! = recommended
* = all-ages
Don't see your show on our calendar? Contact our calendar editor.
I don't know how it happened, but half the year officially is over! That means that we're half way to end of the year list time! I know that for a bunch of us, there are few things we love more than lists and mix tapes (I usually make a mix for friends of my year-end list favorites) -- so it makes sense we should do a mid-year check in and see what's topping our Best of 2009 list. Here's my off-the-cuff list of what albums would vying for Top 10 of 2009 in my book:
Upset. The word of the our 2008 Best Northwest Releases of 2008 Readers' Poll is upset.
With the Fleet Foxes winning readers and critical polls alike, who would've thought they wouldn't get top honors in our humble little Northwest poll? But they didn't -- they placed a distant second to New Faces, another debut record from some very talented, very young Northwest fellas.
We had other surprises as well, with unsigned newcomers such as Hey Marseilles, the Kindness Kind, and Kaylee Cole cracking the top ten, beating out Northwest heavyweights such as Death Cab for Cutie. We did not expect that. And we love it when you surprise us, dear readers.
We imaginaries like to champion the up-and-comers from the Northwest, and our results indicate that you do as well. We think you all also have fabulous taste, as always. Thanks to everyone who participated in our poll. We couldn't be more proud or thrilled to present the top 50 winners on your behalf...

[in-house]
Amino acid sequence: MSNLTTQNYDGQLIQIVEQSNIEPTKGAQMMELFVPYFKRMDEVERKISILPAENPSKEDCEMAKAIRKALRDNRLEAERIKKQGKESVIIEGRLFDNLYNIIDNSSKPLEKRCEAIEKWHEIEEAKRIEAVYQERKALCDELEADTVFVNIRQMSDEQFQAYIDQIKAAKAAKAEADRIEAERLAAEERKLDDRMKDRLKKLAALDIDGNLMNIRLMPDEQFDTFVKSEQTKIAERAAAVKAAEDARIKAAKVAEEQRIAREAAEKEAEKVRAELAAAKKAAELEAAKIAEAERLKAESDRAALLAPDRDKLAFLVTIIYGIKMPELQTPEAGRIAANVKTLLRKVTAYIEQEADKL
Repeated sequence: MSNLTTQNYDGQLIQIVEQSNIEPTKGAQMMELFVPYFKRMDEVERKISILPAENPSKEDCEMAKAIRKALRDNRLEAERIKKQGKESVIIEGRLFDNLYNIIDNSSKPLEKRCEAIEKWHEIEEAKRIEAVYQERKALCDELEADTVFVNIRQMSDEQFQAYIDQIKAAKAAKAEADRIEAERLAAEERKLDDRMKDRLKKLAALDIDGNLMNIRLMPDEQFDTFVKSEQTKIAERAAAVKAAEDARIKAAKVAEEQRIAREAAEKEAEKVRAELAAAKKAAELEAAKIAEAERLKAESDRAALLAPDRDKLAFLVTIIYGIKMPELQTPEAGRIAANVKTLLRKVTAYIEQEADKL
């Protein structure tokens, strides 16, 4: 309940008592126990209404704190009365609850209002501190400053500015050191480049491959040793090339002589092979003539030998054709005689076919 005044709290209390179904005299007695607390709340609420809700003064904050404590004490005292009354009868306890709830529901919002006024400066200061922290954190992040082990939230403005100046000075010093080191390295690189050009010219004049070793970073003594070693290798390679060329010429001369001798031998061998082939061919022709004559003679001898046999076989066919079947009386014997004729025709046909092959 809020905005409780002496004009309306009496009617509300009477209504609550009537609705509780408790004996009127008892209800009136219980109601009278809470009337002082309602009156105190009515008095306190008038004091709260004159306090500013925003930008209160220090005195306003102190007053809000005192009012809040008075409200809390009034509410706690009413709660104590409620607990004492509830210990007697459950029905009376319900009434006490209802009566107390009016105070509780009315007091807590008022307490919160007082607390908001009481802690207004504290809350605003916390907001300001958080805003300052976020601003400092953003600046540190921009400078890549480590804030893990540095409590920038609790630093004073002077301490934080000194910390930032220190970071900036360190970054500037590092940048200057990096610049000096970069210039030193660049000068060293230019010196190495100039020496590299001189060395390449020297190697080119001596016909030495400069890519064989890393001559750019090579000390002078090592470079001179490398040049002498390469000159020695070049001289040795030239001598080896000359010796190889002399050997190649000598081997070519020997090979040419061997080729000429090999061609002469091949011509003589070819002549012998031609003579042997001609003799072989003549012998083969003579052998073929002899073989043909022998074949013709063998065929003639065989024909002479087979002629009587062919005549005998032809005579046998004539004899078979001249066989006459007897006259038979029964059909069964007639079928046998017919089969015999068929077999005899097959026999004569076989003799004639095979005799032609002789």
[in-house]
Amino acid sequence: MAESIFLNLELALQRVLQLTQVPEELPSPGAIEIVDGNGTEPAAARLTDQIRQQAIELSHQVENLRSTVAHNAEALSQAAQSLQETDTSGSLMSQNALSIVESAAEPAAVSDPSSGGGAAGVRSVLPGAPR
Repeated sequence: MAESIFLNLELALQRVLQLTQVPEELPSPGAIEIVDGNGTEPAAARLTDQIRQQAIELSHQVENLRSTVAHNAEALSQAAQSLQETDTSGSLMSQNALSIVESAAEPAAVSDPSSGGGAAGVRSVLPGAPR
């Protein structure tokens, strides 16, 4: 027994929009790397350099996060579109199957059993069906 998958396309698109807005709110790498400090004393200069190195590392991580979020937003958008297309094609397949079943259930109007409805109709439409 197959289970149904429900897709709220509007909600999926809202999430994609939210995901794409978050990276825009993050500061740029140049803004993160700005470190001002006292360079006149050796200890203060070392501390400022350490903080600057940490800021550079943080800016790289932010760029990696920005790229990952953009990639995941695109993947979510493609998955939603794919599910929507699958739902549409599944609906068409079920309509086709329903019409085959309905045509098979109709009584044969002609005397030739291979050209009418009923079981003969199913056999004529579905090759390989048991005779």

TIG staffers are a lot like you -- coming up with our list of faves for the year is a fun and gripping process. After comparing/contrasting/debating our individual favorites, we figured the sum of our imaginary parts would make for an interesting list.
While ChrisB and Keenan, among other things, brought in the power-pop elements, Chris Estey stood by the smartie subtle elements of this year's Northwest offerings. Imaginary liz, as usual, loved the lo-fi and indie-pop songs, while imaginary dana spent much of the year obessed with Throw the the Statue and of course, the Fleet Foxes. And nearly all of us agreed that the Saturday Knights album was a force to be reckoned with. Here's our our staff votes tallied up...
I'm a chronic procrastinator, so here it is, January 5th, and I'm finally ready to make sense of the musical chaos and wonderment that was 2008 and compile a list of favorites.
Don't even try to make me rank these releases in order, or I'll never, ever finish my list. Let's just say these were some of the very best local bands in my iTunes list this year, presented alphabetically.
Mere moments ago, we posted our TIG Best Northwest Releases of 2008 Readers' Poll, for your voting pleasure. We hope you cast your vote for your top five favorites. This has been yet another killer year for music from the great NW, and we recognize how hard it can be to narrow it down to just five. But please, do you best.
It can also be quite the challenge to recall every record released this year -- especially those pesky January/February releases. We plan to keep a running list here of NW bands that released at least one record in 2008, for voters to use as reference. We'll update this page with bands who receive votes, as well as suggestions that come in the comments. So please, if you know of a band, pipe in below!
As of today, we're officially in the second half of 2008. Welcome! To gear you up for another fabulous six months of local Northwest releases, we here at imaginary headquarters have brainstormed an imaginary mix for all of you, containing some of our favorite songs by Northwest artists released this year to date thus far.